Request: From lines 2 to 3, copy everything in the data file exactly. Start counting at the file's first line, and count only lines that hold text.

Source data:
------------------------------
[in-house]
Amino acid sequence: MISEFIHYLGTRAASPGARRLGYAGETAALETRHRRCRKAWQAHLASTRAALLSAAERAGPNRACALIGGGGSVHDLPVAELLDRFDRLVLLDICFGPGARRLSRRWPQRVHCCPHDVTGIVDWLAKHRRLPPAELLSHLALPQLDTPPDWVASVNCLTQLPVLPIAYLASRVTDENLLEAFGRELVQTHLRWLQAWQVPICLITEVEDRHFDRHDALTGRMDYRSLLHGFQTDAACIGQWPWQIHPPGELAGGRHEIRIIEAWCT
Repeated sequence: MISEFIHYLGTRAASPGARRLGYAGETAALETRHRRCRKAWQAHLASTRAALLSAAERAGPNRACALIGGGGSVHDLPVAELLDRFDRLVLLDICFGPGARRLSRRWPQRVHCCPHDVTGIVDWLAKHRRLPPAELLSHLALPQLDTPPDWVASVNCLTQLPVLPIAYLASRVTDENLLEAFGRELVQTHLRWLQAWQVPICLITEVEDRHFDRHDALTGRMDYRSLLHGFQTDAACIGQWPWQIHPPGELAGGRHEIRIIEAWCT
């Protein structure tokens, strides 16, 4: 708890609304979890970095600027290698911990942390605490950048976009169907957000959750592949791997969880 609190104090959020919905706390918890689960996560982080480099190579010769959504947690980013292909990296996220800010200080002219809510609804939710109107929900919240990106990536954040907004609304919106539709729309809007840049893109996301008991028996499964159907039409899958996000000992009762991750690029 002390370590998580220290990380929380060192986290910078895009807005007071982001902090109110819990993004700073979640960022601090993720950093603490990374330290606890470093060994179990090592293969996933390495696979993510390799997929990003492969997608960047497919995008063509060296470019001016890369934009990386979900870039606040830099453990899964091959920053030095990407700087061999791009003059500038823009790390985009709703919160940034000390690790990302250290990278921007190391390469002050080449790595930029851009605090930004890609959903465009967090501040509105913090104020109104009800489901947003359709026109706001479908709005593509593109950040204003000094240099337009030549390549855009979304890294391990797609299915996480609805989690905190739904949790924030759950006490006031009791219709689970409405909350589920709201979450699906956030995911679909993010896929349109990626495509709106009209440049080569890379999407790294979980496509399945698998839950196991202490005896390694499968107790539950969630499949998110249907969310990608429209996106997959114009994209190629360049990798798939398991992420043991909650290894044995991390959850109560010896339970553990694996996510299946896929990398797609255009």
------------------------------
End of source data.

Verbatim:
Amino acid sequence: MISEFIHYLGTRAASPGARRLGYAGETAALETRHRRCRKAWQAHLASTRAALLSAAERAGPNRACALIGGGGSVHDLPVAELLDRFDRLVLLDICFGPGARRLSRRWPQRVHCCPHDVTGIVDWLAKHRRLPPAELLSHLALPQLDTPPDWVASVNCLTQLPVLPIAYLASRVTDENLLEAFGRELVQTHLRWLQAWQVPICLITEVEDRHFDRHDALTGRMDYRSLLHGFQTDAACIGQWPWQIHPPGELAGGRHEIRIIEAWCT
Repeated sequence: MISEFIHYLGTRAASPGARRLGYAGETAALETRHRRCRKAWQAHLASTRAALLSAAERAGPNRACALIGGGGSVHDLPVAELLDRFDRLVLLDICFGPGARRLSRRWPQRVHCCPHDVTGIVDWLAKHRRLPPAELLSHLALPQLDTPPDWVASVNCLTQLPVLPIAYLASRVTDENLLEAFGRELVQTHLRWLQAWQVPICLITEVEDRHFDRHDALTGRMDYRSLLHGFQTDAACIGQWPWQIHPPGELAGGRHEIRIIEAWCT